Litigation

Feinberg Outlines Details For Program To Compensate GM Ignition Switch Claimants

WASHINGTON, D.C. — (Mealey's) Compensation expert Kenneth Feinberg on June 30 outlined the details of a program for compensating claimants alleging death or injury in accidents related to defective General Motors (GM) ignition switches. 

Speaking at the National Press Club in Washington, Feinberg said that the GM Ignition Compensation Claims Resolution Facility, funded by GM, will have no aggregate cap and will pay out all claims within 180 days of filing.  In addition, Feinberg said, claimants who have already settled their claims and signed releases will have the opportunity to “rip up the release” and participate in the program.  Feinberg will serve as administrator of the facility. 

To be eligible for compensation, the accident in which the claimant was injured must have occurred prior to Dec. 31, 2014, and must have involved one of the vehicles listed in the protocol.  Those eligible to file claims include drivers, passengers, pedestrians and occupants of the affected vehicle and occupants of other vehicles involved in the accident.  Accidents in which airbags deployed are not eligible for the program.   All claims must be postmarked by midnight Dec. 31, 2014. 

3 Categories, 2 Tracks 

The program recognizes three categories of eligible claims:  individual death claims, individual claims involving catastrophic injuries and claims for less serious physical injuries.  It sets forth two tracks:  Track A/Presumptive Compensation and Track B/Complete Economic Analysis.  Track A claims will be paid within 90 days of filing; Track B claims will be paid within 180 days of filing.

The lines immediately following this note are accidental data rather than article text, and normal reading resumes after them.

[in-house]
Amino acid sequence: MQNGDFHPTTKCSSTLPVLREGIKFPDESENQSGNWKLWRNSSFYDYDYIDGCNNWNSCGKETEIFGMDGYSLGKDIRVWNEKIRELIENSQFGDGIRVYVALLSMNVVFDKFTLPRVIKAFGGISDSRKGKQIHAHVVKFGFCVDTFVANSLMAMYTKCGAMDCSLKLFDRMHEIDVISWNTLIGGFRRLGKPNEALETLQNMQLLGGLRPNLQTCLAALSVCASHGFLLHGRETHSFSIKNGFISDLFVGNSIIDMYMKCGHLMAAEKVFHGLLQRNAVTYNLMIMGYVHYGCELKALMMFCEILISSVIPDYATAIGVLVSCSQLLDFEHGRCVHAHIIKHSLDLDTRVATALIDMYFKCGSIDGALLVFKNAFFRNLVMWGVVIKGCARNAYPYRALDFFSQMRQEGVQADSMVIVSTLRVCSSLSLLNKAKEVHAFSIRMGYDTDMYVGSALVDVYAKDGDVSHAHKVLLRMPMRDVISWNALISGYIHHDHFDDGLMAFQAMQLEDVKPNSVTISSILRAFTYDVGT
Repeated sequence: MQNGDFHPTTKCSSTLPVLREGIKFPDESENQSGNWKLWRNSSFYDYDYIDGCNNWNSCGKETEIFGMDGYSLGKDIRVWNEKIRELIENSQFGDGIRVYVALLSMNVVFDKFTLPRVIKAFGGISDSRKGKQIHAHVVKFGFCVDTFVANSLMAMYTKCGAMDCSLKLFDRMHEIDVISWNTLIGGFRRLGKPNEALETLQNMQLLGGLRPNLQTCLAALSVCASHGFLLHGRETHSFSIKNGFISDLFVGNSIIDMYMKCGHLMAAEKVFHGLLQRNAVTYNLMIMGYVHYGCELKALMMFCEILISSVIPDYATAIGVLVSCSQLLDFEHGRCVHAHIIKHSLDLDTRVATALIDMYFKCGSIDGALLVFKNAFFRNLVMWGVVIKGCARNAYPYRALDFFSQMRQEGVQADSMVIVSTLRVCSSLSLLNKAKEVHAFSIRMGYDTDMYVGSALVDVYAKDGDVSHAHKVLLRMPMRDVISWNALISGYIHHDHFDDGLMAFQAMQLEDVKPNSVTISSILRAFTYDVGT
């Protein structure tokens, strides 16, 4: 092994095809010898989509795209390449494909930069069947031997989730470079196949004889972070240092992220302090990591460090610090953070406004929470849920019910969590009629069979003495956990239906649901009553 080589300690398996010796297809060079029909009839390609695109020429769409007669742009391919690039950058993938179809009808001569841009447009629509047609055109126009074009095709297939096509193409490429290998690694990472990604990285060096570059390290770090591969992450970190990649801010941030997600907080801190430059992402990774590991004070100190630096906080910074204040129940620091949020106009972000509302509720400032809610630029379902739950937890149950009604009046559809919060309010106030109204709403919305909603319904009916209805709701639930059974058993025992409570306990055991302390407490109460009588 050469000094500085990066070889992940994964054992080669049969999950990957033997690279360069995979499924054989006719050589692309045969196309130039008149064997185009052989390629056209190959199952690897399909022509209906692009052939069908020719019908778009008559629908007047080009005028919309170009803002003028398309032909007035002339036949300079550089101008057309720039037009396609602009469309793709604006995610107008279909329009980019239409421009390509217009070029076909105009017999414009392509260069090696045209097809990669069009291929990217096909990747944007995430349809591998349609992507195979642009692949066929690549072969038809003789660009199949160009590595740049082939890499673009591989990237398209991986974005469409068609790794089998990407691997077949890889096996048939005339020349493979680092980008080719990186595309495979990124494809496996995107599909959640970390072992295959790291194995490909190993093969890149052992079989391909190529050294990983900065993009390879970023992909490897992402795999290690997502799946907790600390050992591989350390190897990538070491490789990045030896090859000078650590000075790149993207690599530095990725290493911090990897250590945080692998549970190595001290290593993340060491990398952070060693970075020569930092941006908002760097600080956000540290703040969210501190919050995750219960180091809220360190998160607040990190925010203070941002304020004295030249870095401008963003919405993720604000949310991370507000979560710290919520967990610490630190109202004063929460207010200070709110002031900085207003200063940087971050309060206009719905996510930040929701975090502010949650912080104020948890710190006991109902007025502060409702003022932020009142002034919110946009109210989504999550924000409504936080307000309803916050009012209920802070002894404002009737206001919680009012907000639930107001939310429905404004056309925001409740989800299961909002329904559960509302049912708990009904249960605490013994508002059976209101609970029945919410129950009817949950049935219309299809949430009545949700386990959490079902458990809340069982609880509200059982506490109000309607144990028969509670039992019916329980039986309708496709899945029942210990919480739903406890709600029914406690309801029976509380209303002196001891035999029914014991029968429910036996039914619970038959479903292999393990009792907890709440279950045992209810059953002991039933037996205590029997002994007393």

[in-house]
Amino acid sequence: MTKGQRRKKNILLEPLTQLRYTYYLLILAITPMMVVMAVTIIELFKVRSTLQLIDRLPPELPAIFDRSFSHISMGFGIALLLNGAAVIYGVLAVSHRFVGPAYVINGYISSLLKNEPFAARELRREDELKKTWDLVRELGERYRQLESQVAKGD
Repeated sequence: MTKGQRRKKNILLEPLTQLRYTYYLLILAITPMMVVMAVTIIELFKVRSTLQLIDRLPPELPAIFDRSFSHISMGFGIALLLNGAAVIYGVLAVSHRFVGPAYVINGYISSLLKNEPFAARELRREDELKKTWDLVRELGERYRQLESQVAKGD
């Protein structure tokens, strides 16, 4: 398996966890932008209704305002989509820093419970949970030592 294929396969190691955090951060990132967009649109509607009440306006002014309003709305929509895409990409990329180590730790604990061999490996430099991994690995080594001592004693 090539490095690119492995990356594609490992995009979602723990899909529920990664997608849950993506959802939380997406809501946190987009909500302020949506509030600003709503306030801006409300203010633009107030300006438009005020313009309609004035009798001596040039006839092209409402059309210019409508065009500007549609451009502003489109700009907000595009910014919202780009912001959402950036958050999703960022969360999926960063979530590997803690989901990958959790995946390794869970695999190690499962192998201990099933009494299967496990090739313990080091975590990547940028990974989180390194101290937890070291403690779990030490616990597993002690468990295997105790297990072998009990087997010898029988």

For death claims under Track A, the age of the victim, the victim’s income at the time of the accident is used to determine economic loss.  Once that figure is determined, uniform amounts for noneconomic loss will be added, specifically, $1 million for the death of the decedent, $300,000 for a surviving spouse and $300,000 for surviving dependents.   Death claims filed in Track B require more substantial documentation and will include review of “case-specific information and circumstances of the decedent that the claimant believes the Facility should consider in determining the total value of the claim.”  

For catastrophic injury claims submitted under Track A, economic loss will be determined in the same way as death claims.  Noneconomic damages will include the value of a long term life-care plan. Track B catastrophic injury claims will be treated in the same way as Track B death claims. 

Recovery for less serious claims will depend on the level of treatment required by the claimant.  Hospitalization for one overnight hospital stay will result in a $20,000 payment; hospitalization for more than 32 nights will result in a payment of $500,000. 

Release 

Those receiving compensation via the facility will be required to sign a release of all past and future claims.  Prior payments made by GM for ignition-switch-related injuries will be offset. 

The facility has established a website at www.GMIgnitionCompensation.com.  Claim forms will be available via the website. 

Feinberg serves as special master for the federal Sept. 11 Victim Compensation Fund and administers the British Petroleum Deepwater Horizon Disaster Victim Compensation Fund and the Boston Marathon bombing victim assistance fund.

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